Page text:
The Petty, Empty Spectacle of the 2014 Election

The 2014 midterm election is campaign to portray the other side as worse.



With just two weeks until election day, the most striking thing about the 2014 midterm may be how petty and substance-free it is. No major policy issue has defined this election; no major legislation is immediately at stake. It is possible to find candidates talking about a variety of policy issues—Obamacare, the minimum wage, immigration, the Export-Import bank, and more—but the implications are described almost entirely in political terms. For the most part, the focus for both parties is not on what they would do, but what they wouldn't, not who they are, but who they aren't. It's an election about nothing, except, perhaps, who one hates the most.

The big problem for Democrats is that President Obama is unpopular, and voters dislike his handling of major policy areas. An ABC News/Washington Post poll earlier this month found his job approval at just 39 percent, with 57 percent saying they disapprove. On average, the public approves of Obama's handling of foreign policy and the economy even less than they approve of the job he's doing overall.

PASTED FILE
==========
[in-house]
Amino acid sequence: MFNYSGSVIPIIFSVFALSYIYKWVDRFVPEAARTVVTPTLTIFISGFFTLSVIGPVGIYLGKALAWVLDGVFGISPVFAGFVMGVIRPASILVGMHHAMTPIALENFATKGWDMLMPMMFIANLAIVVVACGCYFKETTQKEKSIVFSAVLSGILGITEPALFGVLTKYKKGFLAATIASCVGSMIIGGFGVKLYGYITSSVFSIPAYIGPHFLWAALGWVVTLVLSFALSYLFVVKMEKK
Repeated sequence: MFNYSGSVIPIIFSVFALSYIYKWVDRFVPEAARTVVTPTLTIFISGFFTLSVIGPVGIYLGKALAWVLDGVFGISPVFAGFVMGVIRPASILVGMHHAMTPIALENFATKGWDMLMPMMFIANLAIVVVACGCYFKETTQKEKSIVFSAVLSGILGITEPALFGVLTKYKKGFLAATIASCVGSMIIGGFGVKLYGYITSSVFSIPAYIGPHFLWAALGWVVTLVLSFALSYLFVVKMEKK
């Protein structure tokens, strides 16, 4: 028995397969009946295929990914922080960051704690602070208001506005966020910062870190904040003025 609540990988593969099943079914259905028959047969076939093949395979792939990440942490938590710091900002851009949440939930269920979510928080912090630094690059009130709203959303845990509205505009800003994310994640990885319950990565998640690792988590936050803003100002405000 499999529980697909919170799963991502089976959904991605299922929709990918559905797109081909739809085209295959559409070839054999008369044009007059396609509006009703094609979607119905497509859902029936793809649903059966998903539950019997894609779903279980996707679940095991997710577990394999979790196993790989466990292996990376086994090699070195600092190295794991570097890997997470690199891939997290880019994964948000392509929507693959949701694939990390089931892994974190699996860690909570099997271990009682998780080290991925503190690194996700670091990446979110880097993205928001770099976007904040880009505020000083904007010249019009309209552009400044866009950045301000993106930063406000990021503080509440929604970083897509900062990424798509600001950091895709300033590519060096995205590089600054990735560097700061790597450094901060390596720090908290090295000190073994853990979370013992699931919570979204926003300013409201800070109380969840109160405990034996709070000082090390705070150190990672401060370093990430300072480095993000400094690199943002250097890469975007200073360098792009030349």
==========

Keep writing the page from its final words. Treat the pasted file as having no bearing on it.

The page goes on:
Indeed, Obama is so toxic that when he declared earlier this month that his "policies are on the ballot—every single one of them," it was widely considered a gaffe, an admission expected to hurt his party. That Republicans instantly rushed to highlight Obama's line was to be expected; that few if any Democrats attempted to defend the president was telling: Democrats in close races this year want nothing so much as to avoid any association with the president and his policies.

The most absurd example of a Democrat seeking distance from the president came when Alison Grimes, a Democratic Senate candidate running a tight race against the GOP's Senate Minority Leader in Kentucky, refused to even say whether she voted for the president in 2008 and 2012. Sen. Mark Udall's awkward attempts to qualify his independence from the president have only been slightly less ridiculous.

But there are other, less viral-video friendly indications as well, like the president's relative absence from the campaign trail, and the fact that only 36 percent of Democrats running this cycle have indicated clear support for Obamacare, the president's highest-profile policy achievement.